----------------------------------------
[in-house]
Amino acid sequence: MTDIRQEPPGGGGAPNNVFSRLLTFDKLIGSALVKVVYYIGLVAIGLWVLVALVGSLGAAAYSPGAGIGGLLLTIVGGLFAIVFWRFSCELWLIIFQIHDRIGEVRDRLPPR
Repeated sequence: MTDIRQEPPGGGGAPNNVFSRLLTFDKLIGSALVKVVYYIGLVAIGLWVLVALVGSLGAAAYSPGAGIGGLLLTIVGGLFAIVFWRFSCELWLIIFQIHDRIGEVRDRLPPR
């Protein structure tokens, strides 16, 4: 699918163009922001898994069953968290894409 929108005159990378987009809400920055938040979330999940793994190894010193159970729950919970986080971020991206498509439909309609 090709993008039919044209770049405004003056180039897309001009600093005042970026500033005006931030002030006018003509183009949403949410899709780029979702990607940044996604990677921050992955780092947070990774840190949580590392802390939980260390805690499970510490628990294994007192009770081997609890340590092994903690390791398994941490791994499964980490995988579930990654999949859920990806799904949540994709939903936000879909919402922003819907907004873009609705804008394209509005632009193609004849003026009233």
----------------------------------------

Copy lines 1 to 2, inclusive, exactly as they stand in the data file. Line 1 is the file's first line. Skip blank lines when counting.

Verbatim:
[in-house]
Amino acid sequence: MTDIRQEPPGGGGAPNNVFSRLLTFDKLIGSALVKVVYYIGLVAIGLWVLVALVGSLGAAAYSPGAGIGGLLLTIVGGLFAIVFWRFSCELWLIIFQIHDRIGEVRDRLPPR